Although the Data Center Server (DCS) version of Windows 2000 will not ship for up to six months after the other releases, it will not be a best of breed operating system (OS) in any data centre context until at least 2002.
The delay will not see Microsoft making the kernel more robust, but it will give the software giant time to undertake more testing and add some functionality that was originally intended to go in Windows 2000 Advanced Server, according to Joe Barkan, Gartner Group analyst at the market research firm?s Windows NT in the Enterprise conference in Palm Springs on Monday.
This functionality is likely to include support for more than four processors and four node clustering, support for 36bit memory addressing on Intel chips and 64bit addressing on Alpha, and 4 Gbyte memory tuning.
Barkan said: ?Microsoft has started to realise that Windows 2000 has weaknesses as a data centre product and it?s working on that, both internally and with its hardware OEMs. It still has a long way to go, however, and there?s a lot of holes. A few years ago, we used to get five calls from users concerned about scalability issues to every one about availability, but the opposite is now true.?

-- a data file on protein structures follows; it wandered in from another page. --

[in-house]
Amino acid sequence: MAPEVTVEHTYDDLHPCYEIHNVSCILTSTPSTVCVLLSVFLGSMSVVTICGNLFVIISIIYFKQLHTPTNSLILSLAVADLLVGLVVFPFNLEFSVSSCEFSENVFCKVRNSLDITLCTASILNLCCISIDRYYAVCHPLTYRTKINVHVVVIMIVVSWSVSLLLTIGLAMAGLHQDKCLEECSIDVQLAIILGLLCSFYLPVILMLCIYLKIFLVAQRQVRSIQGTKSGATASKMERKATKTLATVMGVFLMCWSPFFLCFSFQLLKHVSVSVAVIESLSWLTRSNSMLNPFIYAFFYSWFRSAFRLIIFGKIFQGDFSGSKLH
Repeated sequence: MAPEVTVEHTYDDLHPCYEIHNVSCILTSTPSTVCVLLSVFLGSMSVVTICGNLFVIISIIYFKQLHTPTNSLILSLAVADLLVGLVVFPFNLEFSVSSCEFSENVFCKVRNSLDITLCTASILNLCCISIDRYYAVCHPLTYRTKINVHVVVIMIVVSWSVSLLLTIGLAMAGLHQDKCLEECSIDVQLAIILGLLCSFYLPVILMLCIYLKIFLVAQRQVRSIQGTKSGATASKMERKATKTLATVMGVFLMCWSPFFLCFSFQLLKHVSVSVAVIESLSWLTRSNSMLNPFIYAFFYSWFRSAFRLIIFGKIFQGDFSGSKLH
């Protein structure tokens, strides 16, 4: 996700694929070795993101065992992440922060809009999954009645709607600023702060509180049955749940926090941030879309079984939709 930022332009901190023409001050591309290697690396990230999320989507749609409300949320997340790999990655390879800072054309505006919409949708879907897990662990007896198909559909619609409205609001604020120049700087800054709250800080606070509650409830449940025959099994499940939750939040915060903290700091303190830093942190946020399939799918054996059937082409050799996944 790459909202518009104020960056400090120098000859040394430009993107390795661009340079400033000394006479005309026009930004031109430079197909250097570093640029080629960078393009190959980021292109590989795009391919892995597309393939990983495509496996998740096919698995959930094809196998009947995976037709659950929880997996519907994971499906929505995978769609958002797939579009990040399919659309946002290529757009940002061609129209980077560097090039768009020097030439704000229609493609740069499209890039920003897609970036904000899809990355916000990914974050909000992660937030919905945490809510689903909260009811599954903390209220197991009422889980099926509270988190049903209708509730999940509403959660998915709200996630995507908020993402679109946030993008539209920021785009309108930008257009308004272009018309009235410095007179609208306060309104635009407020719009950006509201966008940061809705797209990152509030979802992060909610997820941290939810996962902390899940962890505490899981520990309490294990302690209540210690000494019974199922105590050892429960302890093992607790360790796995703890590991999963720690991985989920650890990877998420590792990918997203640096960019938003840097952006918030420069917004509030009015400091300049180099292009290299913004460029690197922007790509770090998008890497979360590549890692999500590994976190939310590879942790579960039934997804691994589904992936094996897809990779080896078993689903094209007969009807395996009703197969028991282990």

While NT?s scaleability is getting better due to improvements in hardware performance, Microsoft and the database vendors? intended support of 64bit addressing will improve this further, he continued.
Barkan expects DCS to be the only iteration of Windows 2000 to support 64bit functionality, however, and he warned that only a small number of applications would be able to exploit the capability until at least 2004.
He also claimed that Microsoft would not support 32bit versions of NT running on IA-64 systems and that 32bit Windows applications were likely to run slower than on IA-32 hardware.
Scalability via clustering will also take time to mature and is unlikely to match Unix?s capabilities until 2003, but Microsoft will continue to struggle with the reliability issue until at least 2001, when Windows 2000 is expected to stabilise.
As for manageability, while this will improve over time, enterprises should in the interim, look at consolidating their multiple NT servers according to service or application type.
This is because NT will not be able to run more than one application type effectively on the same machine until 2001 and, as a result, 75 per cent of large enterprises will continue to use the one package per server concept until at least 2002.
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